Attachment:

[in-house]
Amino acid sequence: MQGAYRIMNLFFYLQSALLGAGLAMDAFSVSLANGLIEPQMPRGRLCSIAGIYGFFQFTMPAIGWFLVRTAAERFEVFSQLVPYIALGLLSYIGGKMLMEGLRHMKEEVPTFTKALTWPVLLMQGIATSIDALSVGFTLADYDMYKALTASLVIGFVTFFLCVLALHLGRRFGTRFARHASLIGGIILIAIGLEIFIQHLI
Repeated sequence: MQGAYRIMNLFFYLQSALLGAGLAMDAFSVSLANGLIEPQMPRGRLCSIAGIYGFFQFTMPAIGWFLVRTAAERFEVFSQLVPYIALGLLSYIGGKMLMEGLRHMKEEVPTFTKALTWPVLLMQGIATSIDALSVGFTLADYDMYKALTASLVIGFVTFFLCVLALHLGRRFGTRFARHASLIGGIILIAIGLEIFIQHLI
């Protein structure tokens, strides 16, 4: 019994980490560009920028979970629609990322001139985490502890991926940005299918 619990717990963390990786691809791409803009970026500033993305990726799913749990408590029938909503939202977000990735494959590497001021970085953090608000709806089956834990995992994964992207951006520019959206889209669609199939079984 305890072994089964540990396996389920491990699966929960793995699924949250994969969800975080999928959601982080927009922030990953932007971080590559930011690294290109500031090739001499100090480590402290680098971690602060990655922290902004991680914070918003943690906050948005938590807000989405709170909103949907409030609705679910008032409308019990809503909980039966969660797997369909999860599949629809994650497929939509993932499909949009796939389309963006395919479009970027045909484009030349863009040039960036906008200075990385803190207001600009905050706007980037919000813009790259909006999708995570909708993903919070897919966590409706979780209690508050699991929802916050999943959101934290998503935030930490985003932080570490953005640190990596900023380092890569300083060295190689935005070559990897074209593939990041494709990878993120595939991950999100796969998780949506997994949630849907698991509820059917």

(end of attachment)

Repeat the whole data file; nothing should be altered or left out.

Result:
[in-house]
Amino acid sequence: MQGAYRIMNLFFYLQSALLGAGLAMDAFSVSLANGLIEPQMPRGRLCSIAGIYGFFQFTMPAIGWFLVRTAAERFEVFSQLVPYIALGLLSYIGGKMLMEGLRHMKEEVPTFTKALTWPVLLMQGIATSIDALSVGFTLADYDMYKALTASLVIGFVTFFLCVLALHLGRRFGTRFARHASLIGGIILIAIGLEIFIQHLI
Repeated sequence: MQGAYRIMNLFFYLQSALLGAGLAMDAFSVSLANGLIEPQMPRGRLCSIAGIYGFFQFTMPAIGWFLVRTAAERFEVFSQLVPYIALGLLSYIGGKMLMEGLRHMKEEVPTFTKALTWPVLLMQGIATSIDALSVGFTLADYDMYKALTASLVIGFVTFFLCVLALHLGRRFGTRFARHASLIGGIILIAIGLEIFIQHLI
């Protein structure tokens, strides 16, 4: 019994980490560009920028979970629609990322001139985490502890991926940005299918 619990717990963390990786691809791409803009970026500033993305990726799913749990408590029938909503939202977000990735494959590497001021970085953090608000709806089956834990995992994964992207951006520019959206889209669609199939079984 305890072994089964540990396996389920491990699966929960793995699924949250994969969800975080999928959601982080927009922030990953932007971080590559930011690294290109500031090739001499100090480590402290680098971690602060990655922290902004991680914070918003943690906050948005938590807000989405709170909103949907409030609705679910008032409308019990809503909980039966969660797997369909999860599949629809994650497929939509993932499909949009796939389309963006395919479009970027045909484009030349863009040039960036906008200075990385803190207001600009905050706007980037919000813009790259909006999708995570909708993903919070897919966590409706979780209690508050699991929802916050999943959101934290998503935030930490985003932080570490953005640190990596900023380092890569300083060295190689935005070559990897074209593939990041494709990878993120595939991950999100796969998780949506997994949630849907698991509820059917």